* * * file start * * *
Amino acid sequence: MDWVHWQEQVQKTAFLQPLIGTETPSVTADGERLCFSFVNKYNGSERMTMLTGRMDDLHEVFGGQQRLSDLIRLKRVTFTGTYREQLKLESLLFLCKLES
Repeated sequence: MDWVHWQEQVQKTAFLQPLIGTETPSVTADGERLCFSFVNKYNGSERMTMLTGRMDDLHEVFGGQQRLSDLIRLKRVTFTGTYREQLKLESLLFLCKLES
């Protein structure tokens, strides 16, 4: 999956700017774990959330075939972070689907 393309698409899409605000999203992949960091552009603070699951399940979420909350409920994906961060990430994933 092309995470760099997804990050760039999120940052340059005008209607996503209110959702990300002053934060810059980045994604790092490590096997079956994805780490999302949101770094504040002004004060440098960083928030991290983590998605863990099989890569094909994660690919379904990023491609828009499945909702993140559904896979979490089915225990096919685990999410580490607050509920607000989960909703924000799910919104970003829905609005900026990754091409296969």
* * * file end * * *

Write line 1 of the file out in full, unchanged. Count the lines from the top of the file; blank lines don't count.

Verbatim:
Amino acid sequence: MDWVHWQEQVQKTAFLQPLIGTETPSVTADGERLCFSFVNKYNGSERMTMLTGRMDDLHEVFGGQQRLSDLIRLKRVTFTGTYREQLKLESLLFLCKLES